Games Score Sales for Online Marketers

Making a game out of advertising is paying off for online marketers.

Take Iris Ltd., an offline and online beauty and cosmetics retailer in the British Virgin Islands. When it started importing its Dead Sea Import products from Jordan less than a year ago, its founders sought an effective way to build brand awareness and sales online.

Iris began a quiz about its products from early December through early January on

Visitors to the site could participate in “Iris Missions,” which were a series of multiple-choice questions such as: “How does the mud-based Iris Slimming/Toning Cream tighten muscles?” and “The Iris Slogan is, 'Don't hide your skin…'.” Consumers could find the answer by clicking on a link to Iris's Web site,

Of 17,390 unique players, 11,999 achieved the correct answer. Entermark, the San Diego marketing firm that developed the game, said 69 percent understood and retained the marketing message. Consumers who answered correctly won game coins and prize entries to play additional games and win prizes on

Entermark owns

“I saw this as a very innovative way to focus on a niche market. They [consumers] approach my Web site to find clues … to learn,” said Javier Alverde, CEO of Iris Ltd. “The beauty is that people actually want your product before you even sell it to them.”

Many visitors from Prizes4Fun turned out to be serious buyers. Alverde estimates that 80 percent of those who visited the Web site bought products, at an average of $80 per order.

It is Iris's most successful marketing avenue to date.

“We started [marketing] by going to trade shows and by doing magazine ads and direct mails to spas, body shops and hotels, with very little success,” Alverde said. “Those [methods] are costly, you can't really measure them, and you may get a return in a year.”

Of 1 million direct mail fliers, about 15 percent of recipients became buyers. An e-mail push to 1 million potential buyers also brought a 15 percent response. In addition, magazine advertising that cost $10,000 produced about $5,000 in sales, Alverde said.

The “Mission Marketing” quizzes cost $1 per delivery, or $11,999. Entermark says its so-called cost-per-delivery charge is also a better measure of effectiveness than impressions, clicks, unique visitors or other metrics.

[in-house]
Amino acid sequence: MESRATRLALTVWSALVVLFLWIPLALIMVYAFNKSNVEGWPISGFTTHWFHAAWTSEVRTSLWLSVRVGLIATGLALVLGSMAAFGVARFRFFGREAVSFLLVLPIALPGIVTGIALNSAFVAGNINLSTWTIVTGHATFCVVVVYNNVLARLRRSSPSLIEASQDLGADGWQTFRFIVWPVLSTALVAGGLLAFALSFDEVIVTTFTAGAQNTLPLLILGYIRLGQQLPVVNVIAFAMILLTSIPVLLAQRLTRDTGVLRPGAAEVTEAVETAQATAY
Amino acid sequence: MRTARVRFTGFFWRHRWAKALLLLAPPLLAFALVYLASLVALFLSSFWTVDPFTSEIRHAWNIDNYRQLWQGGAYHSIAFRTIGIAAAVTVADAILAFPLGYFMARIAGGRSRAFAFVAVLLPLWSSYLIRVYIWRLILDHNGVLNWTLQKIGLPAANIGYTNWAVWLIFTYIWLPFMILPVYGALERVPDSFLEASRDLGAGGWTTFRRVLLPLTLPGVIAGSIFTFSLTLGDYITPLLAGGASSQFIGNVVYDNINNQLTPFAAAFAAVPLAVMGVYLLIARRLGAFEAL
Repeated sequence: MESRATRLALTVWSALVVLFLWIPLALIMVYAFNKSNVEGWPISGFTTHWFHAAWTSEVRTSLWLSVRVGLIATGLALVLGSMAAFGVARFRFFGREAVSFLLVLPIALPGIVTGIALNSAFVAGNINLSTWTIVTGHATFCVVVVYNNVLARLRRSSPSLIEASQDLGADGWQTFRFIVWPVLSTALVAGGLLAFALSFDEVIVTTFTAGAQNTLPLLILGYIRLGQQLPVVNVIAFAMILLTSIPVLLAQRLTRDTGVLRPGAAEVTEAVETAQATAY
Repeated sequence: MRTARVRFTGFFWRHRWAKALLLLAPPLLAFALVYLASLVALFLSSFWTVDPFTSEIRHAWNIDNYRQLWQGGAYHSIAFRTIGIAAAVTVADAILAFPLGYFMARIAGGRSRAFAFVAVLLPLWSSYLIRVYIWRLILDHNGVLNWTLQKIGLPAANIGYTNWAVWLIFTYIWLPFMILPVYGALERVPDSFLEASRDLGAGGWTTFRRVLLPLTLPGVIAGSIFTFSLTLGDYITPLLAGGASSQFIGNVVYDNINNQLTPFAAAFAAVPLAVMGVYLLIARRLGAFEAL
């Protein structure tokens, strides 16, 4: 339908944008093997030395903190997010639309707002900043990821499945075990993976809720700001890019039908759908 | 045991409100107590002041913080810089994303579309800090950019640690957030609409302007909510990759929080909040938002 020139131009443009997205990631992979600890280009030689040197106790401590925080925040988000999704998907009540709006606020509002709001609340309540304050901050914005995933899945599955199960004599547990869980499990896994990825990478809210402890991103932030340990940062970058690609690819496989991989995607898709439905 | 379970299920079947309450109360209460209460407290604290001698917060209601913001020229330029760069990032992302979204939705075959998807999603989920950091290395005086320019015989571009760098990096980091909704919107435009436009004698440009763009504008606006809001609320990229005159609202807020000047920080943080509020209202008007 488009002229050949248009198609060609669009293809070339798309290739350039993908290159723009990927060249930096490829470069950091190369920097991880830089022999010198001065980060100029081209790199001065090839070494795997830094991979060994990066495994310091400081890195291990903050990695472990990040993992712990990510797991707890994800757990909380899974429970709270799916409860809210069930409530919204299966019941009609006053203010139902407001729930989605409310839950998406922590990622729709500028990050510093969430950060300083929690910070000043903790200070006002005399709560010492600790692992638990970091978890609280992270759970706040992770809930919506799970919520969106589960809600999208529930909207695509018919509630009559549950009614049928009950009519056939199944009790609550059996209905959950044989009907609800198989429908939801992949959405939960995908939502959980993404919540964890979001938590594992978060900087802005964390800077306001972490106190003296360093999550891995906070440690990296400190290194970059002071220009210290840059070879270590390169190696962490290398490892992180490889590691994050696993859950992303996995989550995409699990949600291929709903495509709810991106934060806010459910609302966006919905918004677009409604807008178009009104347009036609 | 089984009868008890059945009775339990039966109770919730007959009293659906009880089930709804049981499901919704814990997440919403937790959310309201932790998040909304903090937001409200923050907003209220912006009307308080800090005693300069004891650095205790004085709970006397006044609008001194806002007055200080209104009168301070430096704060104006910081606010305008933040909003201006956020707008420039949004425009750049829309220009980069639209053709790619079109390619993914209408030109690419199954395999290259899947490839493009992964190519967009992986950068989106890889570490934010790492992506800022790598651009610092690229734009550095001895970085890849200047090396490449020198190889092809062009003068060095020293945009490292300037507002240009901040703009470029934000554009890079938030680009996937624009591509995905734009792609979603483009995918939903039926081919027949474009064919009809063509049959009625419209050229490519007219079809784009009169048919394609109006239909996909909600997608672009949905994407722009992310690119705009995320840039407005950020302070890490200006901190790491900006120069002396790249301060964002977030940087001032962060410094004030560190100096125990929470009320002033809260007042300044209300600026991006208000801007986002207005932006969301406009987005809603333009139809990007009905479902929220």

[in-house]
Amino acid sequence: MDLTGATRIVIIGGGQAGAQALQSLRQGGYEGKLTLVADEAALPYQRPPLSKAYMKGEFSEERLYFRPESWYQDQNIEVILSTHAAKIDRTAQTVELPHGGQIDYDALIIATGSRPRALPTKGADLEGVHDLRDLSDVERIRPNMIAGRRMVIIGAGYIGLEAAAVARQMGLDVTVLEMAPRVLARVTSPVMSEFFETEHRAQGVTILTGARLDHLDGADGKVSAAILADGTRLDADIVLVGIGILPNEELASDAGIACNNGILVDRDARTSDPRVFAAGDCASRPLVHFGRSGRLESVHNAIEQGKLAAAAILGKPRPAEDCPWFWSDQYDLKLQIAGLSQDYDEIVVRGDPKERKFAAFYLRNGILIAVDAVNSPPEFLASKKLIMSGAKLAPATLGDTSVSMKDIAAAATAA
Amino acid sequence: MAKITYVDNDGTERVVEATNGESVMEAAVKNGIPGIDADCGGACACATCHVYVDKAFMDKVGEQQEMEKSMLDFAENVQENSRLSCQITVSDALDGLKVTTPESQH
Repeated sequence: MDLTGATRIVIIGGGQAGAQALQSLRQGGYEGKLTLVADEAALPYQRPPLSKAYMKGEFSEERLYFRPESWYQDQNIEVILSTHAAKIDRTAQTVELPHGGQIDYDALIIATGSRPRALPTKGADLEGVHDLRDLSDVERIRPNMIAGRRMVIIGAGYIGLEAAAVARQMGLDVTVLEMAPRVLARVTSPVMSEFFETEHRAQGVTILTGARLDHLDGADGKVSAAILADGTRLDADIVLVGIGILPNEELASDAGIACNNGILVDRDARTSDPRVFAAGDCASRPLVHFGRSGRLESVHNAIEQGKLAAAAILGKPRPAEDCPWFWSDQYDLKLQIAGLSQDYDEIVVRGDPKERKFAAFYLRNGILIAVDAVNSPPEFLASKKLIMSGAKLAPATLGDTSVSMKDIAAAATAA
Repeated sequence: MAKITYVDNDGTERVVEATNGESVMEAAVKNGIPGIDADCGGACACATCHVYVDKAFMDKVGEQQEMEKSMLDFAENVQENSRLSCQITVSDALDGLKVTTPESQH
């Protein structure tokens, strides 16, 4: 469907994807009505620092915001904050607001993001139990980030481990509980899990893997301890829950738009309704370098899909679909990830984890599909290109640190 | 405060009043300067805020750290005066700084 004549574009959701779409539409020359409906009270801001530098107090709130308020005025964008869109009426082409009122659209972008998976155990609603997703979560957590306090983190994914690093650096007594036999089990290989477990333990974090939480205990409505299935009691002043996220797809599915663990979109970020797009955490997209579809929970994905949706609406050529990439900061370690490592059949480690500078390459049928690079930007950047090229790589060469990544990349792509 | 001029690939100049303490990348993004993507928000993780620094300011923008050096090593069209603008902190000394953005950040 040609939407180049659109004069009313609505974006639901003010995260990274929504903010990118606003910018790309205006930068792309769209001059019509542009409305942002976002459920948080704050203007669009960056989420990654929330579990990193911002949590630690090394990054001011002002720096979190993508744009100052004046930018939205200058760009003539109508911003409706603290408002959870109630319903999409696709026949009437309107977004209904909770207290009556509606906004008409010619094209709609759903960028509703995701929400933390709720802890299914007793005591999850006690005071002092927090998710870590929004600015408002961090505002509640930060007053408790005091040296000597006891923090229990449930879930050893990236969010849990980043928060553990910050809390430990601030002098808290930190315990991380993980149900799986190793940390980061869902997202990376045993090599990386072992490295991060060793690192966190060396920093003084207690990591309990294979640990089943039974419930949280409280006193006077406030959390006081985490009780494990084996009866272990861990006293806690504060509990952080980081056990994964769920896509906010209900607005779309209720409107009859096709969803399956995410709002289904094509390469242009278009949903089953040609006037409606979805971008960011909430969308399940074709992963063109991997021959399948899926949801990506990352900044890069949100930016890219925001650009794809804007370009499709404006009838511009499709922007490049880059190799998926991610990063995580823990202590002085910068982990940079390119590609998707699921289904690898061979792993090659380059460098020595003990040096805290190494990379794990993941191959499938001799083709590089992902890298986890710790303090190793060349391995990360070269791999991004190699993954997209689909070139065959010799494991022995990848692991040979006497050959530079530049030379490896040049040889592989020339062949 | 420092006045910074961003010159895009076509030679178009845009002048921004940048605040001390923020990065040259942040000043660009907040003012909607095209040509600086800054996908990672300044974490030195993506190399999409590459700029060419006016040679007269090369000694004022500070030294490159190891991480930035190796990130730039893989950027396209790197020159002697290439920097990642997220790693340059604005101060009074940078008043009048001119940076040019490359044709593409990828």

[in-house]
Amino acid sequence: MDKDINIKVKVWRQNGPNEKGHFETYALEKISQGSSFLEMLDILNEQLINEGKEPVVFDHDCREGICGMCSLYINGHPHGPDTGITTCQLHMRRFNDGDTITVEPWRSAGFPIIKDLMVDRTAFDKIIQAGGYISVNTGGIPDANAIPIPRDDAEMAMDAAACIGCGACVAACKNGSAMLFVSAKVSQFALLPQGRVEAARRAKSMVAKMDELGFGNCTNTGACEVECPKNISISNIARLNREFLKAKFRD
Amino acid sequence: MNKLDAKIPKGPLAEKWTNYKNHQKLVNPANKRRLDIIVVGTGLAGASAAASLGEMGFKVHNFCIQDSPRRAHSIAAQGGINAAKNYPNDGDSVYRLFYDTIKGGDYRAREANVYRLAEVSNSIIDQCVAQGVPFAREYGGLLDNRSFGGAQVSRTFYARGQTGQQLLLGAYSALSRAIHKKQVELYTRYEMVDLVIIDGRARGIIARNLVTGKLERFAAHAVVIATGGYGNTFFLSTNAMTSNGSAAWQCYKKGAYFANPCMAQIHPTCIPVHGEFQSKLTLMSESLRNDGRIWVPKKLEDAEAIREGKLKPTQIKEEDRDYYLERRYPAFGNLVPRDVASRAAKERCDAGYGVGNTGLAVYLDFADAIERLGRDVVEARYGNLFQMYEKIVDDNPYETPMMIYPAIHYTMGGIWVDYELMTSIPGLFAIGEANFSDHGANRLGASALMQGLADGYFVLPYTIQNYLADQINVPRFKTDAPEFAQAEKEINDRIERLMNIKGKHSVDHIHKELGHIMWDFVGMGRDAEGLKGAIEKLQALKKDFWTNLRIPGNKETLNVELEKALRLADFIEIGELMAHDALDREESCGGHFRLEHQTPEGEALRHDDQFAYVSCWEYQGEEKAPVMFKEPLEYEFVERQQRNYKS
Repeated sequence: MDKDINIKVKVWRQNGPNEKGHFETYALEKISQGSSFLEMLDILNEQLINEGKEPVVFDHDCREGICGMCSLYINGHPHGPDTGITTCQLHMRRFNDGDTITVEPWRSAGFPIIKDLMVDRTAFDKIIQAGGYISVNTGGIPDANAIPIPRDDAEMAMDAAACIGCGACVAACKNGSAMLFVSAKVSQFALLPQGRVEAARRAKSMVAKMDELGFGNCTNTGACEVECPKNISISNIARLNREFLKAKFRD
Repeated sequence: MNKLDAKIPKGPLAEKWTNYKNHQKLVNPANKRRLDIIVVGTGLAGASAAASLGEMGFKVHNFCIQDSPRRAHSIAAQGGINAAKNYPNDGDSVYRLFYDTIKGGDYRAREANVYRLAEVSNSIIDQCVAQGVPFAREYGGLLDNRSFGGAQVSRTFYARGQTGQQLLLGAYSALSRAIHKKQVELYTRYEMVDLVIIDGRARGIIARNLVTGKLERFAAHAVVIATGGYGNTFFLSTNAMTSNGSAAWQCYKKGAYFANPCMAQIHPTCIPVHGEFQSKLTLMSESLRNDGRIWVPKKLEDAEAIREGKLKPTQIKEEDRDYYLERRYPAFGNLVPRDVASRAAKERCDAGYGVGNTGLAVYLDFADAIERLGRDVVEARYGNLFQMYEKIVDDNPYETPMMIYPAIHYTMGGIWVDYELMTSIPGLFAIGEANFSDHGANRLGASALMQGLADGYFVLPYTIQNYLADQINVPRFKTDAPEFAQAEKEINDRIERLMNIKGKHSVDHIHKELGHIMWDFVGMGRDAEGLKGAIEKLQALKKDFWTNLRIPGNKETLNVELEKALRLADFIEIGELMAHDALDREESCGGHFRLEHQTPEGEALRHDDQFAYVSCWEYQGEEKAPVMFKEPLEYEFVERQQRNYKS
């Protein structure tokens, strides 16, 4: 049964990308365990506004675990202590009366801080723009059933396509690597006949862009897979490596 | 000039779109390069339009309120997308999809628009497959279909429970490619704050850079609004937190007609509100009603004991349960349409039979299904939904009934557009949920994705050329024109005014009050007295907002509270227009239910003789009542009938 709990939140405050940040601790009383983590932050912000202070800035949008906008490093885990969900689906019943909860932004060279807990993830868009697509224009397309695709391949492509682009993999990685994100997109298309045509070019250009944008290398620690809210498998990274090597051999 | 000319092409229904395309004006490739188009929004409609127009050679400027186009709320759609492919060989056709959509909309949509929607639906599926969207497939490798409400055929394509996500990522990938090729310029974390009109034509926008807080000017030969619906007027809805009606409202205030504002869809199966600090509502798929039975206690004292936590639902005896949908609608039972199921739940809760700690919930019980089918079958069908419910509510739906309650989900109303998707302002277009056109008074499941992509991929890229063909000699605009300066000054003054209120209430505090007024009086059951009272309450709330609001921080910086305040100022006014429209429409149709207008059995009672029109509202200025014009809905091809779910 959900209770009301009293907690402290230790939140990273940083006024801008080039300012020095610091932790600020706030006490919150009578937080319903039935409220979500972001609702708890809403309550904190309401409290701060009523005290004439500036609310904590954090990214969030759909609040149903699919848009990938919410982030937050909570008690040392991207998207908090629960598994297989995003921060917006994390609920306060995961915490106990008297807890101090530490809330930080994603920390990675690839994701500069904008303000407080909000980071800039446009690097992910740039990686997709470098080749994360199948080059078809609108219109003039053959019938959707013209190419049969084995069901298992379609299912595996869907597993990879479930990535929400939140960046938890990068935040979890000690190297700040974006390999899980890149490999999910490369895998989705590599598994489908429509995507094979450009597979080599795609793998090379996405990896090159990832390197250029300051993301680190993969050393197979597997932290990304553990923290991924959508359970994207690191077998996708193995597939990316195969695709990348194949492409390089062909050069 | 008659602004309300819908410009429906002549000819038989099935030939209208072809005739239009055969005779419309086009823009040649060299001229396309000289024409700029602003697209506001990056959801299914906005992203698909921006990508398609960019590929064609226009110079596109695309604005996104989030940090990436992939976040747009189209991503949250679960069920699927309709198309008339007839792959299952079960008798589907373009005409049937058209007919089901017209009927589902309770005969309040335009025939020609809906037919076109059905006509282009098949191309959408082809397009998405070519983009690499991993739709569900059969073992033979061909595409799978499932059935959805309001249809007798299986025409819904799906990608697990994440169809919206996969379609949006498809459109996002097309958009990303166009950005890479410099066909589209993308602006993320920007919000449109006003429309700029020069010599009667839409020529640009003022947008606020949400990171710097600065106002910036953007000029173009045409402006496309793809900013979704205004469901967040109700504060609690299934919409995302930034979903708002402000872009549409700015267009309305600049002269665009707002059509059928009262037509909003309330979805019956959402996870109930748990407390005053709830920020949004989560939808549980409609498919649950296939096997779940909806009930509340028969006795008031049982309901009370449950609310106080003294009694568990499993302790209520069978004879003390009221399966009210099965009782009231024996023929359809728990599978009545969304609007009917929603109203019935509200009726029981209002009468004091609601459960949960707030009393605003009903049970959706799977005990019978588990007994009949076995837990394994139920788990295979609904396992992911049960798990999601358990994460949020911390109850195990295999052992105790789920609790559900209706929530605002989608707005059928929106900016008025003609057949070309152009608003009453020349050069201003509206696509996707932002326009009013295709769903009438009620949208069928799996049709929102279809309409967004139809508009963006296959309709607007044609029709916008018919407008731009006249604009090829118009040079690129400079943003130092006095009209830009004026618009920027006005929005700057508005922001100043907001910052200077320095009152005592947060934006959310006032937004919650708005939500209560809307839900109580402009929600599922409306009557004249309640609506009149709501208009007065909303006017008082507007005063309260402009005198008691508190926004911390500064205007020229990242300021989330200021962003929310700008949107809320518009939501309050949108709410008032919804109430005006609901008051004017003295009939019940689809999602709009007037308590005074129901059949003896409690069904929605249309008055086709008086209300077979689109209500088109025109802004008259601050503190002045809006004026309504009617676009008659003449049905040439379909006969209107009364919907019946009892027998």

“Mission Marketing is focused on results and goals, not activity,” said Nikkie Brauer, CEO of Entermark. “We're not concerned about saying, 'We sent a million people through your site.' We're concerned with saying, 'A certain 10,000 people read your message, understood it and want to know more.'”

Brauer said the firm's Mission Marketing and cost per delivery is a shift from the previous dot-com ad model of “throwing millions of dollars into campaigns that were not yielding results” to a marketing method that creates a dialogue between the advertiser and consumer and proves ROI.

Meanwhile, Procter & Gamble, Cincinnati, has had comparable success with “advergaming,” using Cincinnati-based Adternity's Adversity game.

On promotions Web site, P&G conducted several quizzes for Iam's Active Maturity line and TideKick last year. However, instead of asking players directly about the products, the game quizzed players on the products' television commercials.

For example, one question was, “In our TV commercial, did you know that we have a superiority claim for TideKick, that it gets out more stains than any other detergent?” Consumers who answered “yes” were routed to four or five additional questions about that superiority claim. Those who answered “no” were directed to “education and habit-forming” multiple-choice questions and match games about TideKick.

In ad-effectiveness tests with Tide, Adternity found that the interactive quizzes were seven times more effective than Tide banner ads and twice as effective as television ads. In addition, consumers' purchase intent after playing the games was 40 percent higher than for banner ads and 20 percent higher than for TV commercials.

“Gaming as a delivery vehicle for advertising really gets consumers to pay attention to what you want them to pay attention to,” said Jay Woffington, CEO of Adternity.

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